## Linear Algebra and Its Applications, Exercise 3.4.4

Exercise 3.4.4. Given two orthogonal matrices $Q_1$ and $Q_2$, show that their product $Q_1Q_2$ is also orthogonal. If $Q_1$ represents rotation through the angle $\theta$ and $Q_1$ represents rotation through the angle $\phi$, what does $Q_1Q_2$ represent? What trigonometric identities for $\sin (\theta + \phi)$ and $\cos (\theta + \phi)$ can be found in multiplying $Q_1$ and $Q_2$?

Answer: For any orthogonal matrix $Q$ we have $Q^TQ = I$. We then have $(Q_1Q_2)^T(Q_1Q2) = (Q_2^TQ_1^T)(Q_1Q2) = Q_2^T(Q_1^TQ_1)Q_2 = Q_2^TQ_2 = I$

Since $(Q_1Q_2)^T(Q_1Q2) = I$ the matrix $Q_1Q_2$ is orthogonal.

If the matrices $Q_1$ and $Q_2$ represent rotations through $\theta$ and $\phi$ respectively, then $Q_1Q_2$ represents rotation through $\theta + \phi$, and will contain elements including $\sin (\theta + \phi)$ and $\cos (\theta + \phi)$. These will be produced in the matrix multiplication through the following trigonometric identities: $\sin (\theta + \phi) = \sin \theta \cos \phi + \cos \theta \sin \phi$ $\cos (\theta + \phi) = \cos \theta \cos \phi - \sin \theta \sin \phi$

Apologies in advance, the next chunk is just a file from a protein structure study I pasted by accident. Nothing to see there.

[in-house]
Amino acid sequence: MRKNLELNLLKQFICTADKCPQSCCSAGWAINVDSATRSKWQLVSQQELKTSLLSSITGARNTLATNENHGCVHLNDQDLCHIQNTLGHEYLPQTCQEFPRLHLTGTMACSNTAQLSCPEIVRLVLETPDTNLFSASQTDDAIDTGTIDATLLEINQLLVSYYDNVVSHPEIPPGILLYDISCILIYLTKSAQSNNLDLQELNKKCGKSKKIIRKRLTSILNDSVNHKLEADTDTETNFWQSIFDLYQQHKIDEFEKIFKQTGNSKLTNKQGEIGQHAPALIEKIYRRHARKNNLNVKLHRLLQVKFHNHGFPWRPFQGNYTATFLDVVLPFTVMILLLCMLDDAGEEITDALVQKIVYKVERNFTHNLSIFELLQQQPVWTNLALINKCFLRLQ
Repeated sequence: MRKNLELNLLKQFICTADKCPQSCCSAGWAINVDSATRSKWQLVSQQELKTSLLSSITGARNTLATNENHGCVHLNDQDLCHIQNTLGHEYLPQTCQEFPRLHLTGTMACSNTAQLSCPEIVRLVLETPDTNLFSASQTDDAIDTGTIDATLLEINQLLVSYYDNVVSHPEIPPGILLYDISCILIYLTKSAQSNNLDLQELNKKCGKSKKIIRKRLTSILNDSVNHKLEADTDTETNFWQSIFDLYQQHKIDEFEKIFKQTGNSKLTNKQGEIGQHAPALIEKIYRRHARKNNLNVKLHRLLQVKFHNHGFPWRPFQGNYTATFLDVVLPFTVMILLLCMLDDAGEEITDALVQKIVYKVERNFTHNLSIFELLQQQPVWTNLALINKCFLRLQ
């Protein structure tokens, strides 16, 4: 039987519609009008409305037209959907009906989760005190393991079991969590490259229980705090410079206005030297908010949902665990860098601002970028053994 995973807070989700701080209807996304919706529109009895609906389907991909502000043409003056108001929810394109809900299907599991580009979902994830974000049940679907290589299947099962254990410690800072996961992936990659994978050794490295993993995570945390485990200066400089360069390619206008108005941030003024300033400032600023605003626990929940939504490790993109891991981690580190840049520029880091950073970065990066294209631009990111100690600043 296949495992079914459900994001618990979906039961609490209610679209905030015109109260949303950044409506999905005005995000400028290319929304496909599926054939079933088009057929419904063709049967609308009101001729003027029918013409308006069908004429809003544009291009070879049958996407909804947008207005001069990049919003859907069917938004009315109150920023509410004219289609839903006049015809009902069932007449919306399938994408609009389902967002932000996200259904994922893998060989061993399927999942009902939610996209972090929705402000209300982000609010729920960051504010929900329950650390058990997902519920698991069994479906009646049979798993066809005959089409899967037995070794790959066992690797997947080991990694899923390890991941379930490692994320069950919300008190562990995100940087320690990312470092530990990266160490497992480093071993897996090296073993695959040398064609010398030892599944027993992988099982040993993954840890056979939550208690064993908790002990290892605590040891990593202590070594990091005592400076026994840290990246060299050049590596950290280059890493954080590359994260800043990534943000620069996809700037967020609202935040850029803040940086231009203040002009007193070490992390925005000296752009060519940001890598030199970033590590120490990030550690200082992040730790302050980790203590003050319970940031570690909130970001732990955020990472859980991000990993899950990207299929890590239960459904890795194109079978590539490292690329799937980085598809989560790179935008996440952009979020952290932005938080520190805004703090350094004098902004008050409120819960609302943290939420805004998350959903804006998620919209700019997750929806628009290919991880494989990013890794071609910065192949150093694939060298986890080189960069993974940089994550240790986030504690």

where $\sin \theta$ and $\cos \theta$ come from $Q_1$  and $\sin \phi$ and $\cos \phi$ come from $Q_2$.

NOTE: This continues a series of posts containing worked out exercises from the (out of print) book Linear Algebra and Its Applications, Third Edition by Gilbert Strang.

If you find these posts useful I encourage you to also check out the more current Linear Algebra and Its Applications, Fourth Edition , Dr Strang’s introductory textbook Introduction to Linear Algebra, Fifth Edition and the accompanying free online course, and Dr Strang’s other books .

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